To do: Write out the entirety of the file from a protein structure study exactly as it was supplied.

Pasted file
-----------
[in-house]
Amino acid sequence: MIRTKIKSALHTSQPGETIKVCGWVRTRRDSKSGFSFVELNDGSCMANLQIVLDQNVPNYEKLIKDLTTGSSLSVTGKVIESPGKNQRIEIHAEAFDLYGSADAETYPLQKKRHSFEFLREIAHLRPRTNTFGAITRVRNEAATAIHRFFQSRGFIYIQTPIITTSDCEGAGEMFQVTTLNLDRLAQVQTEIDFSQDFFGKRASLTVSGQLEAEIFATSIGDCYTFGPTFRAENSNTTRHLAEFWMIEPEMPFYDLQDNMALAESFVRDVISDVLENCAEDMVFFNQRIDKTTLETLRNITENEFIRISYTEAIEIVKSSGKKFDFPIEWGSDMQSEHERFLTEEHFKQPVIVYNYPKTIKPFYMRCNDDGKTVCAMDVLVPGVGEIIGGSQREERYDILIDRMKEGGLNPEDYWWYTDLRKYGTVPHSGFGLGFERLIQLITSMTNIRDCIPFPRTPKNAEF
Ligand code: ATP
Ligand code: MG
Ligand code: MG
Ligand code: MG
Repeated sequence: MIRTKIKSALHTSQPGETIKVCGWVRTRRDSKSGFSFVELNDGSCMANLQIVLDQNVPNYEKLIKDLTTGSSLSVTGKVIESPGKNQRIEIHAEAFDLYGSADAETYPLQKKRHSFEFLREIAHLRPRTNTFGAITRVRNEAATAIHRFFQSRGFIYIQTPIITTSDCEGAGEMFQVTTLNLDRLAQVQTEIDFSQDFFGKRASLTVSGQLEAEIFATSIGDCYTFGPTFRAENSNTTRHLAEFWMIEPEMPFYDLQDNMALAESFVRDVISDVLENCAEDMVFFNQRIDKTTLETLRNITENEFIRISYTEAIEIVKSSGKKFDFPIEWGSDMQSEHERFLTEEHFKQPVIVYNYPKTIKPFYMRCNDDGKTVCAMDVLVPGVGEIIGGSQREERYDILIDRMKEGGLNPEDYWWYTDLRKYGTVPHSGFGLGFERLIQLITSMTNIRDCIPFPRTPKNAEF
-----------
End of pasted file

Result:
[in-house]
Amino acid sequence: MIRTKIKSALHTSQPGETIKVCGWVRTRRDSKSGFSFVELNDGSCMANLQIVLDQNVPNYEKLIKDLTTGSSLSVTGKVIESPGKNQRIEIHAEAFDLYGSADAETYPLQKKRHSFEFLREIAHLRPRTNTFGAITRVRNEAATAIHRFFQSRGFIYIQTPIITTSDCEGAGEMFQVTTLNLDRLAQVQTEIDFSQDFFGKRASLTVSGQLEAEIFATSIGDCYTFGPTFRAENSNTTRHLAEFWMIEPEMPFYDLQDNMALAESFVRDVISDVLENCAEDMVFFNQRIDKTTLETLRNITENEFIRISYTEAIEIVKSSGKKFDFPIEWGSDMQSEHERFLTEEHFKQPVIVYNYPKTIKPFYMRCNDDGKTVCAMDVLVPGVGEIIGGSQREERYDILIDRMKEGGLNPEDYWWYTDLRKYGTVPHSGFGLGFERLIQLITSMTNIRDCIPFPRTPKNAEF
Ligand code: ATP
Ligand code: MG
Ligand code: MG
Ligand code: MG
Repeated sequence: MIRTKIKSALHTSQPGETIKVCGWVRTRRDSKSGFSFVELNDGSCMANLQIVLDQNVPNYEKLIKDLTTGSSLSVTGKVIESPGKNQRIEIHAEAFDLYGSADAETYPLQKKRHSFEFLREIAHLRPRTNTFGAITRVRNEAATAIHRFFQSRGFIYIQTPIITTSDCEGAGEMFQVTTLNLDRLAQVQTEIDFSQDFFGKRASLTVSGQLEAEIFATSIGDCYTFGPTFRAENSNTTRHLAEFWMIEPEMPFYDLQDNMALAESFVRDVISDVLENCAEDMVFFNQRIDKTTLETLRNITENEFIRISYTEAIEIVKSSGKKFDFPIEWGSDMQSEHERFLTEEHFKQPVIVYNYPKTIKPFYMRCNDDGKTVCAMDVLVPGVGEIIGGSQREERYDILIDRMKEGGLNPEDYWWYTDLRKYGTVPHSGFGLGFERLIQLITSMTNIRDCIPFPRTPKNAEF